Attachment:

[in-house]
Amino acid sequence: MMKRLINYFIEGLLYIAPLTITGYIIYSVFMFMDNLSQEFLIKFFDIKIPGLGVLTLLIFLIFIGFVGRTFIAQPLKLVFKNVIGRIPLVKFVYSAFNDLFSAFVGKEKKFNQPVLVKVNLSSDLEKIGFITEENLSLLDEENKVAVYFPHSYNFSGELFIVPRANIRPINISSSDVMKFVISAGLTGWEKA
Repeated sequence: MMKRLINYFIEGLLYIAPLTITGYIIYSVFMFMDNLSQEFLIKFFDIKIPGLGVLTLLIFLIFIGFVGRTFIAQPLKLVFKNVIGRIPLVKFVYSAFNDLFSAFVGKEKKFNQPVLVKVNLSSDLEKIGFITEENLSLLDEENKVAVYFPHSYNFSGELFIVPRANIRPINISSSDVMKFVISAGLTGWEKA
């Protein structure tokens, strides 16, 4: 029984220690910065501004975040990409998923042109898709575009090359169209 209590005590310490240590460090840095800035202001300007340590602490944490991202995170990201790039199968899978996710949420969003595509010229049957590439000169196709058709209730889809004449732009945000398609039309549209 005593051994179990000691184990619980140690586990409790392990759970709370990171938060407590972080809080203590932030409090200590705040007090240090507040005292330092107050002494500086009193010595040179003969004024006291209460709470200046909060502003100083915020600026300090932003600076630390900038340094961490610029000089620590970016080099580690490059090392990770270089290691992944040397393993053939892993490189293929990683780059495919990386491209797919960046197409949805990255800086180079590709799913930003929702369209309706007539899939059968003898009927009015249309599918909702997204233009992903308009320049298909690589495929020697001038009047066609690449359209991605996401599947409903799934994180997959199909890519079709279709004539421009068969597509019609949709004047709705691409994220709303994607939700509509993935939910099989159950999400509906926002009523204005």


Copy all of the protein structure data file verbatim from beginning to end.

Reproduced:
[in-house]
Amino acid sequence: MMKRLINYFIEGLLYIAPLTITGYIIYSVFMFMDNLSQEFLIKFFDIKIPGLGVLTLLIFLIFIGFVGRTFIAQPLKLVFKNVIGRIPLVKFVYSAFNDLFSAFVGKEKKFNQPVLVKVNLSSDLEKIGFITEENLSLLDEENKVAVYFPHSYNFSGELFIVPRANIRPINISSSDVMKFVISAGLTGWEKA
Repeated sequence: MMKRLINYFIEGLLYIAPLTITGYIIYSVFMFMDNLSQEFLIKFFDIKIPGLGVLTLLIFLIFIGFVGRTFIAQPLKLVFKNVIGRIPLVKFVYSAFNDLFSAFVGKEKKFNQPVLVKVNLSSDLEKIGFITEENLSLLDEENKVAVYFPHSYNFSGELFIVPRANIRPINISSSDVMKFVISAGLTGWEKA
């Protein structure tokens, strides 16, 4: 029984220690910065501004975040990409998923042109898709575009090359169209 209590005590310490240590460090840095800035202001300007340590602490944490991202995170990201790039199968899978996710949420969003595509010229049957590439000169196709058709209730889809004449732009945000398609039309549209 005593051994179990000691184990619980140690586990409790392990759970709370990171938060407590972080809080203590932030409090200590705040007090240090507040005292330092107050002494500086009193010595040179003969004024006291209460709470200046909060502003100083915020600026300090932003600076630390900038340094961490610029000089620590970016080099580690490059090392990770270089290691992944040397393993053939892993490189293929990683780059495919990386491209797919960046197409949805990255800086180079590709799913930003929702369209309706007539899939059968003898009927009015249309599918909702997204233009992903308009320049298909690589495929020697001038009047066609690449359209991605996401599947409903799934994180997959199909890519079709279709004539421009068969597509019609949709004047709705691409994220709303994607939700509509993935939910099989159950999400509906926002009523204005």